13 April 2016
by Sebastian Hassett

Socceroos handed challenging draw on the final road to Russia 2018

Challenges ahead: Socceroos coach Ange Postecoglou.

The Socceroos' draw for the third and final round of 2018 World Cup qualifiers will feature a mix of old foes and new combatants as Ange Postecoglou's side seek to make their fourth consecutive appearance at the global showpiece.

Australia find themselves pitted in an extremely challenging group alongside Japan, Saudi Arabia, United Arab Emirates, Iraq and Thailand with the first lot of matches commencing in September.

But while Australia will be expected to progress, Tuesday night's draw at the Mandarin Oriental Hotel in Kuala Lumpur did them zero favours. Japan and Saudi Arabia remain regional powers, both Iraq and the UAE made the 2015 Asian Cup semi-finals while Thailand are making enormous strides.

In Asia's other qualification group Iran, South Korea, Uzbekistan, China, Qatar, and Syria have been drawn together in what shapes as a straightforward opportunity for Iran and South Korea.

The top two teams from both groups will automatically qualify for Russia, with the two third-placed teams pitted against each other in a two-legged playoff. The winner of that contest will then be forced into another home-and-away playoff, facing the fourth-highest ranked North American team for a spot in the final 32.

Postecoglou's men will be determined to avoid that fate by gaining direct qualification, as they managed to do during the final stage of qualifiers for South Africa 2010 and Brazil 2014. The coach, however, has plenty of confidence in his side's ability.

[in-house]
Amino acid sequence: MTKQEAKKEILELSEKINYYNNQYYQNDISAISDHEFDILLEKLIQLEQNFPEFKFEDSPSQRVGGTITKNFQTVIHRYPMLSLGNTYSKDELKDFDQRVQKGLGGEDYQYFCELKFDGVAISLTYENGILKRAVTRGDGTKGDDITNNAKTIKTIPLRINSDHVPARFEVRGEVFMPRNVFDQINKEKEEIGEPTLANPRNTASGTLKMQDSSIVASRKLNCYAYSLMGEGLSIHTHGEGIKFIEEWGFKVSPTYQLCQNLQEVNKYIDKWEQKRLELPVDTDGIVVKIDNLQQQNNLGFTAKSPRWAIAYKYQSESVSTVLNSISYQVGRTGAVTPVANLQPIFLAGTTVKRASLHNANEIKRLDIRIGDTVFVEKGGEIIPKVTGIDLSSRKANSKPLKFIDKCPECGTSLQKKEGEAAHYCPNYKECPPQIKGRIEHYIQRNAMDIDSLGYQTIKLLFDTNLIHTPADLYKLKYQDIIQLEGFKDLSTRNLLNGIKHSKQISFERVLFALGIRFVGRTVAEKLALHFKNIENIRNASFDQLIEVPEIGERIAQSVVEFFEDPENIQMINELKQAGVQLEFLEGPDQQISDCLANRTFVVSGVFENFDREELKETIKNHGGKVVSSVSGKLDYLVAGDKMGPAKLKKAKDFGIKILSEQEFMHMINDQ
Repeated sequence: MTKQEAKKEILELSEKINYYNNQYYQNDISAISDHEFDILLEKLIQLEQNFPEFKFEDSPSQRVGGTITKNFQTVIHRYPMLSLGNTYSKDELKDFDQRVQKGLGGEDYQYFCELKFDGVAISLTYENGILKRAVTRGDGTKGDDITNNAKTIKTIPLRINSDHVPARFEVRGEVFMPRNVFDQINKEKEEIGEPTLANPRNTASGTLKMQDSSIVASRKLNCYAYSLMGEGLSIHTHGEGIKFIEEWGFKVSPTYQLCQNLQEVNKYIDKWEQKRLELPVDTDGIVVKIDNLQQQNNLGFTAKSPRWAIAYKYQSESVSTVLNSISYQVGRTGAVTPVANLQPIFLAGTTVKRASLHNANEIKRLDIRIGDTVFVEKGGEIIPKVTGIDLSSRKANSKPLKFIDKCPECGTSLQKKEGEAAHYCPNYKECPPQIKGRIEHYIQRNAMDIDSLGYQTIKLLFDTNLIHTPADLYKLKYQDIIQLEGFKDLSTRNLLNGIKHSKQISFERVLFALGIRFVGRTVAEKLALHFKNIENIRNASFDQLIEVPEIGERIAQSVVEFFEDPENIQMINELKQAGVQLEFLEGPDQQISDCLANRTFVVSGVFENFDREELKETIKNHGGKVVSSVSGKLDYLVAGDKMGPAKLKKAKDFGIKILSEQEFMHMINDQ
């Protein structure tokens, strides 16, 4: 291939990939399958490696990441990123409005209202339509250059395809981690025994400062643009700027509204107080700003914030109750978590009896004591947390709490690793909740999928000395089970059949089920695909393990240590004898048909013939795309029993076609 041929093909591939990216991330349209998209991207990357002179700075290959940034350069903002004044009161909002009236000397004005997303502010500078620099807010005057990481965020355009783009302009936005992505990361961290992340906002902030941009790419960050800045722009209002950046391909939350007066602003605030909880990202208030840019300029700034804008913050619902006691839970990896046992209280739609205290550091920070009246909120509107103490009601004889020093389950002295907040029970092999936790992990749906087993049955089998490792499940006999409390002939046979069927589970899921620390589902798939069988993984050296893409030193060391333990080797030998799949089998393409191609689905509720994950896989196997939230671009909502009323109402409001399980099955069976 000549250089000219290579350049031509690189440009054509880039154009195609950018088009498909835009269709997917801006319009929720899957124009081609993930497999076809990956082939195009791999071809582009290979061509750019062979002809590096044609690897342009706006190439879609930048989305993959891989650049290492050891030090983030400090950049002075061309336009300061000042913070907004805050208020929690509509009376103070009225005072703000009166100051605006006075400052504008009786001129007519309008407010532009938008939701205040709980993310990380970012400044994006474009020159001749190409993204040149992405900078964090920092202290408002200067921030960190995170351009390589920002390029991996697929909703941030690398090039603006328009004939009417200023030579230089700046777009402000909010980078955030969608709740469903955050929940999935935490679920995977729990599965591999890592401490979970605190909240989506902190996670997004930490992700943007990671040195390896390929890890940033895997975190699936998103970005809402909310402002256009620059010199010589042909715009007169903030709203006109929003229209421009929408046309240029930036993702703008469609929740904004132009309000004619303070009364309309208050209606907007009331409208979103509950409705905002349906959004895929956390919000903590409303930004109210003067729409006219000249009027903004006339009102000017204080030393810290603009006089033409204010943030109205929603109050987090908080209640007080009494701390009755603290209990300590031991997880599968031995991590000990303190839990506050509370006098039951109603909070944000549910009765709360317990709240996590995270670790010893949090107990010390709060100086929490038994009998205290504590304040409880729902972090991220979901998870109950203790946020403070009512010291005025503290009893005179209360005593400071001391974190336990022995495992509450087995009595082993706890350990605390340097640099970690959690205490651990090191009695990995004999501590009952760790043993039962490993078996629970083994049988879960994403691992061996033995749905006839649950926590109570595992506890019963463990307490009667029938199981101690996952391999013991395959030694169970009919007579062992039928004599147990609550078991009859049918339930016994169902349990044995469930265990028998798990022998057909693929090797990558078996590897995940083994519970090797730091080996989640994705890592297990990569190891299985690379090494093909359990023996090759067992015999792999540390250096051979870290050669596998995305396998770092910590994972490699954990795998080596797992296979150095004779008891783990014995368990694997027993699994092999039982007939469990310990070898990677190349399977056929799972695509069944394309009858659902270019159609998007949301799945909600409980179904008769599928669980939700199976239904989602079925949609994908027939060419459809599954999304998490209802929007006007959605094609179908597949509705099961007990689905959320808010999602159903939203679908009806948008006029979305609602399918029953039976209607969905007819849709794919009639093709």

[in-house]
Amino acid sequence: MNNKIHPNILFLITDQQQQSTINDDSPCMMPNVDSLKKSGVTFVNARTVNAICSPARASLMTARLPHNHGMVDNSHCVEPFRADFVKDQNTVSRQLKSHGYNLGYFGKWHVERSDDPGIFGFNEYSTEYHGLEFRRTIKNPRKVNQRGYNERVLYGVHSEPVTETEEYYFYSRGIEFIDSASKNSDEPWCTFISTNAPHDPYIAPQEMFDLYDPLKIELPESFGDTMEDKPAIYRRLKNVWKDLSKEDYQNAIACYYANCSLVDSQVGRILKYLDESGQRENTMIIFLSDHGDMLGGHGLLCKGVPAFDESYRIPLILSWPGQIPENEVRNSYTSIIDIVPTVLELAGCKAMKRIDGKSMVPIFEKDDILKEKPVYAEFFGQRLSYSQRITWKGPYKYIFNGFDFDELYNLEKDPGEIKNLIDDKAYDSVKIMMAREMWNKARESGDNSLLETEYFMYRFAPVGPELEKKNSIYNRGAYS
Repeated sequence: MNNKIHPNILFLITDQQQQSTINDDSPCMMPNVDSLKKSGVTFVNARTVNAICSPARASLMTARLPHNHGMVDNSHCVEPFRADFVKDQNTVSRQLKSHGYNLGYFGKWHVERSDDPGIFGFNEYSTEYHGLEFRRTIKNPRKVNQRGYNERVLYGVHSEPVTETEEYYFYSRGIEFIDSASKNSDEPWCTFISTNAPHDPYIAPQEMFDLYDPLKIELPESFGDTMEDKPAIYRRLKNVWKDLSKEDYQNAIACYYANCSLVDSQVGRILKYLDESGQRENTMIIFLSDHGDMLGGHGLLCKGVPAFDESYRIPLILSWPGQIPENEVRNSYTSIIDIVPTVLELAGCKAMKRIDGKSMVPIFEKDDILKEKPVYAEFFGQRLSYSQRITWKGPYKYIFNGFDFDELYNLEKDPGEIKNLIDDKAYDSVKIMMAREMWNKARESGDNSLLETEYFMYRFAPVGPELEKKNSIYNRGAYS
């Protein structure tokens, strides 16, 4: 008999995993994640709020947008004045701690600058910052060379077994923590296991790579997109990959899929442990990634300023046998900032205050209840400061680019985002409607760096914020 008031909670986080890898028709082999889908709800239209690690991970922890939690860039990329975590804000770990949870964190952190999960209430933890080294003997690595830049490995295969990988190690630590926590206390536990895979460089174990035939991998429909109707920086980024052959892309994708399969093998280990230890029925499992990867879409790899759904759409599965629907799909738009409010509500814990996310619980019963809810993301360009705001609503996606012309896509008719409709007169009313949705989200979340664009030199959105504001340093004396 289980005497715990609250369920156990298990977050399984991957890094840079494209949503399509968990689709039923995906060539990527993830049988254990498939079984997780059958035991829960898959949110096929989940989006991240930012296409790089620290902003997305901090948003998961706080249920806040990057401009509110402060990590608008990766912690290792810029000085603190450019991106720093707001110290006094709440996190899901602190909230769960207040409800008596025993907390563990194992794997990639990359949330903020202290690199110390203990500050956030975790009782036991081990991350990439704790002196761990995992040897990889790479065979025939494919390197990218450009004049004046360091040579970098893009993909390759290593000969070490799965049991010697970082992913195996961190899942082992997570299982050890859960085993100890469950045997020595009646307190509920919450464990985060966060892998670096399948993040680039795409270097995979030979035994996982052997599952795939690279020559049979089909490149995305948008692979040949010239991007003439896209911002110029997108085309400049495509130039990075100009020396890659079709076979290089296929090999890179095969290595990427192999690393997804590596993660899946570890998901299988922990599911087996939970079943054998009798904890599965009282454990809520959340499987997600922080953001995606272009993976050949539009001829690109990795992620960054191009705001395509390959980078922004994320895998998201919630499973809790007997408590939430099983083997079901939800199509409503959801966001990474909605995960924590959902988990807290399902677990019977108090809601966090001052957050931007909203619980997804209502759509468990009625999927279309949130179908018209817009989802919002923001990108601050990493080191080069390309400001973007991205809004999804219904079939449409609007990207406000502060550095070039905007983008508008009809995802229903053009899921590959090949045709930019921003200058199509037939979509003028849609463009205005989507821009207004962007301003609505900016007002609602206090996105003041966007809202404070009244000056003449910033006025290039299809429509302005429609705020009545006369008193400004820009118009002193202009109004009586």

"It's good to know the draw so we have a clear picture of what is in front of us from a football and logistics perspective to qualify for the World Cup," Postecoglou said.

"Over the last two years we have built up a very strong portfolio of information on most Asian nations and its players by having scouts at matches and tournaments all over Asia so the players go into every match well prepared. That information will be sharpened and expanded now we know that we face Japan, Iraq, UAE, Saudi Arabia and Thailand.

"As Champions of Asia we will show due respect to all countries but focused on continuing our journey that has aspirations greater than simply qualifying for the World Cup."

The final draw was manufactured to resemble the FIFA rankings as closely as possible, with the two groups drawn from six different pots of two teams apiece, with each pot seeded according to the rankings.

That meant the only team Australia - the second highest-ranked team in Asia at 57 - couldn't be drawn with was the highest ranked team - No.50 ranked Iran - as they shared the number one pot.

Despite the logistical challenges, the Socceroos will be favourites to make it through to Russia and continue a qualification streak that dates back to the 2006 World Cup.

A restructuring of qualifying in the Asian region for the 2018 World Cup saw the second round expanded to include a host of minnows, although Australia didn't seal their path to the third stage until their final group match, a 5-1 win over Jordan.

Aside from the infamous 2-0 defeat against Jordan in Amman, it was an otherwise breezy qualification stage for the Socceroos, who comfortably accounted for Kyrgyzstan, Tajikistan and Bangladesh both home and away.

All eyes from an Australian perspective will be on talisman Tim Cahill, who will turn 37 during the campaign, to see whether he can maintain the momentum that has seen him notch eight goals already during this qualifying campaign, four more than any other Socceroo.

Cahill only needs three more goals to make it to 50 international goals and needs to play just 11 more matches to become the first outfielder to reach 100 games, with Lucas Neill (96 caps) and Brett Emerton (95 caps) falling agonisingly short.

If Cahill plays in every friendly and qualifier - a real possibility despite the questions that remain over his future at Chinese club Hangzhou Greentown - he could reach the tally in 14 months.